Obituary: Jack Koblas told the tales of outlaws, wars and Minnesota legends
- Article by: Mary Lynn Smith
- Star Tribune
- March 16, 2013 - 9:46 PM
John J. “Jack” Koblas was fascinated by Old West outlaws who rode into Minnesota and mobsters who set up shop in St. Paul.
He was a man who loved history and the stories that rose from it, so the Minneapolis native spent a lifetime researching and writing nearly 100 books. He wrote about Jesse James and the Younger Gang, as well as mobster Ma Barker and her boys. He wrote about the Civil War, the Indian wars and the Old West. He wrote books about F. Scott Fitzgerald and Sinclair Lewis, penned poetry and authored children’s books.
“He was always in his office writing poetry and short stories,” said his daughter, Stephanie Koblas-Rugg of Apple Valley. “He used to show us stories that he wrote when he was a kid.”
When he wasn’t writing, he was teaching and lecturing about it, she said. “He definitely had a fan base.”
Koblas, who suffered from Parkinson’s disease for about a decade, died March 8 from heart failure, his daughter said. He was 70.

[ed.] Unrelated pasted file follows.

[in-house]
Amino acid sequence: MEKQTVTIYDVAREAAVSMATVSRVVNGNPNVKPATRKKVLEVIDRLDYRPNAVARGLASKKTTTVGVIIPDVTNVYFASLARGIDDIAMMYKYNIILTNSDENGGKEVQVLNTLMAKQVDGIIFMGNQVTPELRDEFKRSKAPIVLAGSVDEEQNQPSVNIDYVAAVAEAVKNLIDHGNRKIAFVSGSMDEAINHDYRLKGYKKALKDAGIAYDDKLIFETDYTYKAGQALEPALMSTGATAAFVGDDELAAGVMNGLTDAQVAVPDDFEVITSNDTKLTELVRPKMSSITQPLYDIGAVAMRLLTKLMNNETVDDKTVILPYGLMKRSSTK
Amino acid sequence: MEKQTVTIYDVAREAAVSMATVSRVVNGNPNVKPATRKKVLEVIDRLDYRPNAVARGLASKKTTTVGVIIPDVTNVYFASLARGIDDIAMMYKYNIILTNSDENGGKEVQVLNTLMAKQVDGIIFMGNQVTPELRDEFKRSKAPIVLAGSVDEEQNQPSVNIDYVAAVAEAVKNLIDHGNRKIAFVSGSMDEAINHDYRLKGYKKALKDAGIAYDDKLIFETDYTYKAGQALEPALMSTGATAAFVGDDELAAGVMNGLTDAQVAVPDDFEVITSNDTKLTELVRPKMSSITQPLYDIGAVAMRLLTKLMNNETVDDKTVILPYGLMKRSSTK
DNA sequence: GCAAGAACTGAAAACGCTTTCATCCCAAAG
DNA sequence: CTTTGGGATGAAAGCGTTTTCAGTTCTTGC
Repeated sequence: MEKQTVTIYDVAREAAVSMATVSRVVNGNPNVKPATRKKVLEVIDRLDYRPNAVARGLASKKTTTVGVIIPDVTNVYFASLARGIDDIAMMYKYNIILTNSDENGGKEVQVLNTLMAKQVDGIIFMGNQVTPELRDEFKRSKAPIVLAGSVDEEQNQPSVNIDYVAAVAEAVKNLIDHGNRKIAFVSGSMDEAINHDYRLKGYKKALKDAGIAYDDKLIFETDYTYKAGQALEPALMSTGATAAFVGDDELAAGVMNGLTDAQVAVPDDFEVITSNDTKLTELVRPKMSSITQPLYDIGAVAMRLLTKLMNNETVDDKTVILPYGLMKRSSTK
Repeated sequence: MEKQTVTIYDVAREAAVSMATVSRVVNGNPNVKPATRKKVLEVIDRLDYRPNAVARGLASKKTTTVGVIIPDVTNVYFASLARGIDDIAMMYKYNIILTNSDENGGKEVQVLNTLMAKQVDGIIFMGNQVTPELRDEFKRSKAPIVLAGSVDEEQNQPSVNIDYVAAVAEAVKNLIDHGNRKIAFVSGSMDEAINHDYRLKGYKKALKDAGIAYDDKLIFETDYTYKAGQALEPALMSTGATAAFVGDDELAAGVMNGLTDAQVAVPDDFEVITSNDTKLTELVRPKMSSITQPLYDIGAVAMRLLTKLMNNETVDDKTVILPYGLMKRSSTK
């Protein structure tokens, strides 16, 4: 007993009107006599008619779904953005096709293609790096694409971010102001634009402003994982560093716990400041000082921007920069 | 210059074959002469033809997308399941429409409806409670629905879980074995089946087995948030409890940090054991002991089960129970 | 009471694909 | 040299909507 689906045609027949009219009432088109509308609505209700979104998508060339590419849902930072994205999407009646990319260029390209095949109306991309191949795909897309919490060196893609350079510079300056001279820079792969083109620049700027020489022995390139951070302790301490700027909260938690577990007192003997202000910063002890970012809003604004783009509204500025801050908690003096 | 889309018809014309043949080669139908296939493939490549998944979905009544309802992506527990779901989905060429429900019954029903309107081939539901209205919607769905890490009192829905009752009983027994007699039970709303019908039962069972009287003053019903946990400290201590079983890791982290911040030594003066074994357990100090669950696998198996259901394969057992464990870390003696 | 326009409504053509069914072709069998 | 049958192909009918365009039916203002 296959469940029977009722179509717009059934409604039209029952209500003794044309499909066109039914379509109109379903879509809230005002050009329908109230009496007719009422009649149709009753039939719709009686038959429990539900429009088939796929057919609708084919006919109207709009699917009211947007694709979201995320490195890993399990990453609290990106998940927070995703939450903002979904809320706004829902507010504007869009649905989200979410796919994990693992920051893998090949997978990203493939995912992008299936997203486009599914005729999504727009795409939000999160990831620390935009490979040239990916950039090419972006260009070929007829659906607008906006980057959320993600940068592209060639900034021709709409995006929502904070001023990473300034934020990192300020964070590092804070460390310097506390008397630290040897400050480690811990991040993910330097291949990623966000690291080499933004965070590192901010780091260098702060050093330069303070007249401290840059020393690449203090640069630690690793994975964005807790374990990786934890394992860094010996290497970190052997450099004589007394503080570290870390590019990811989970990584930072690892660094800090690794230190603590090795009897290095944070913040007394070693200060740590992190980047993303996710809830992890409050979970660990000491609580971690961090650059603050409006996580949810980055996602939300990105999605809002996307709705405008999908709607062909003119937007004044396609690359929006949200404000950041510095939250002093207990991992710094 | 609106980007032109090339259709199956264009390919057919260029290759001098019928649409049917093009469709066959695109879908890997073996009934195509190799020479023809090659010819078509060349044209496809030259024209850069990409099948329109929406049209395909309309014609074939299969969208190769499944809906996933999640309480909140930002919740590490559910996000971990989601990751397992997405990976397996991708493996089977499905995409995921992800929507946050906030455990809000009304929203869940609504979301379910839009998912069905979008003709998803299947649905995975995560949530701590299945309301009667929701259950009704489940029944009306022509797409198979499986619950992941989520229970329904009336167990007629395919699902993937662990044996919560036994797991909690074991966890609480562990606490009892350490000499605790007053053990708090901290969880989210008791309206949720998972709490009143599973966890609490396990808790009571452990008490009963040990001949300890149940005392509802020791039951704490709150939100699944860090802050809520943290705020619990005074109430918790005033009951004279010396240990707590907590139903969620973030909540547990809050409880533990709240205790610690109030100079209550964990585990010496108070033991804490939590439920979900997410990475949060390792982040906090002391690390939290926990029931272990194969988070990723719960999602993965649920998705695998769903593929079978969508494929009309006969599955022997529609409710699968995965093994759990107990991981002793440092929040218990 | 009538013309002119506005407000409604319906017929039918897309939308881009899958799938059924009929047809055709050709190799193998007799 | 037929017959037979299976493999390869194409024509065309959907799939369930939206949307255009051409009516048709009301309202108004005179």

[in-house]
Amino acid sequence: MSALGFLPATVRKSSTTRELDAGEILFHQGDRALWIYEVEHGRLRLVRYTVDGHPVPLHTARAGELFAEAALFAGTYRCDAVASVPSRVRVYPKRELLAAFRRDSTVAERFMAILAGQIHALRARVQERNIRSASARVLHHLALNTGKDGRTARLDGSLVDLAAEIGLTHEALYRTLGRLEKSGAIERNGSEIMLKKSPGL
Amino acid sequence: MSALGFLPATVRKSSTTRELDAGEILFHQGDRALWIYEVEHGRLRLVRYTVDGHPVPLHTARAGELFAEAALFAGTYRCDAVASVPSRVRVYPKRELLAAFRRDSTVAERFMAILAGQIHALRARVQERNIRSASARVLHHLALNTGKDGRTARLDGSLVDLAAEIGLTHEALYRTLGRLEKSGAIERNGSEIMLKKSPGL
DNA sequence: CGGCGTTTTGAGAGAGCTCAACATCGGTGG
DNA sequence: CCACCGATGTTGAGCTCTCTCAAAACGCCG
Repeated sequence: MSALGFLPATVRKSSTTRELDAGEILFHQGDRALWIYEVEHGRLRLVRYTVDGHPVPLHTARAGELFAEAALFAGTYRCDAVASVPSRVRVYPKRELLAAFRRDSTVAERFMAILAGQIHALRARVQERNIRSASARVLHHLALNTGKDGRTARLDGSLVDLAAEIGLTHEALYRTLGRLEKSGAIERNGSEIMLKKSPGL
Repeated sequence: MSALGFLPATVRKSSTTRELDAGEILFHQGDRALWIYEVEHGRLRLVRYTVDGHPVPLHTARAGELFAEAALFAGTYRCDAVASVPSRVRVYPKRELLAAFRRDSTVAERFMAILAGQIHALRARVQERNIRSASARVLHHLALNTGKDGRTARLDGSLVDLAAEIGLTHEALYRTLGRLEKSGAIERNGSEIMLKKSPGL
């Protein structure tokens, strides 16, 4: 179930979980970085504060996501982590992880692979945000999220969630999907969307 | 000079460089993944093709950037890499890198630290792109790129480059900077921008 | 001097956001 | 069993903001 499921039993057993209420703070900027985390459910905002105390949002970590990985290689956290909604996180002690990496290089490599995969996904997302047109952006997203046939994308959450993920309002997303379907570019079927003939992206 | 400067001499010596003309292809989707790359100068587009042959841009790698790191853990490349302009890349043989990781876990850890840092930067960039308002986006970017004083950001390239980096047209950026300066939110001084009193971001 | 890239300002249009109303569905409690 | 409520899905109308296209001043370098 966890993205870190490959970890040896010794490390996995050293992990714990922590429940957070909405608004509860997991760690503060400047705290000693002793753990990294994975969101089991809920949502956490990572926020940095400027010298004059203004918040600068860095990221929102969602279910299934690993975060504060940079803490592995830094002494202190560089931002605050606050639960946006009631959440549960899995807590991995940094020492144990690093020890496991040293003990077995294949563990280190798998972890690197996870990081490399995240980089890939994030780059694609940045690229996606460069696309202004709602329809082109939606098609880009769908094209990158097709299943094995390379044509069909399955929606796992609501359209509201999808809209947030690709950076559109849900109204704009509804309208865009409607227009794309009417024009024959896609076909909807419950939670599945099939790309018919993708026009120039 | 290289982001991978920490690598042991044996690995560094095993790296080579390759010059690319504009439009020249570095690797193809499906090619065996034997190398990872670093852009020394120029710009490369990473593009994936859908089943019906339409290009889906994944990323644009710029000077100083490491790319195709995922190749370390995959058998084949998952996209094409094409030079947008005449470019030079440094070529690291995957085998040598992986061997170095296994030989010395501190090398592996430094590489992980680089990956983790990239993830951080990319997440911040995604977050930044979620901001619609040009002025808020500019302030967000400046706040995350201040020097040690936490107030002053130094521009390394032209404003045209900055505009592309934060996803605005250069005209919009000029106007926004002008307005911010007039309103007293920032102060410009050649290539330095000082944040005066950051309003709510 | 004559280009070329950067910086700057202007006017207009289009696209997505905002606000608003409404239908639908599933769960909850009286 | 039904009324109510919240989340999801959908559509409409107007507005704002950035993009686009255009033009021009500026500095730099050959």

“He was an eclectic character,” said Jeffrey Broberg, a friend. “He was into so many different things, and would delve into the details so he could absorb it all. He was a wonderful conversationalist and storyteller.”
Longtime friend Janet Goodman knew Koblas back in high school, when “I had a crush on him,” she said. For years, they only saw each other at high school reunions. But 10 years ago, she began helping him with his book-signing events. “He called me his publicist,” she said. “I wasn’t. I just liked to listen to him whether he was talking or playing music,” she said.
Koblas, a pianist, began training in classical music when he was 5 or 6 years old, Goodman said. But by the time he was a teen, he’d traded Beethoven for doo wop, rock ’n’ roll and a local band called the Magpies. From 1959 to 1968, the Magpies played in local bars, dance halls and at weddings and was inducted into Minnesota’s Rock and Roll Hall of Fame in 2007, she said.
When his band days ended, Koblas continued playing piano, his daughter said. And he traveled.
“Some of my best memories growing up was traveling with my dad. We went everywhere you could drive — all over the United States, Canada, Mexico.”
They took in the natural wonders — mountains, waterfalls and glaciers. And “we always had to do the history stops. So there was always this random grave site belonging to someone we didn’t know or an old ghost town or a rundown building that had significance to him,” Koblas-Rugg recalled.
“But he always made time to stop at amusement parks or public pools for us kids.”
Koblas is also survived by two other daughters, Stacy Radcliff of Prescott, Wis., and Sarah Koblas of Eagan; a son, John, of Savage; six grandchildren and a great-grandchild.
Services have been held.
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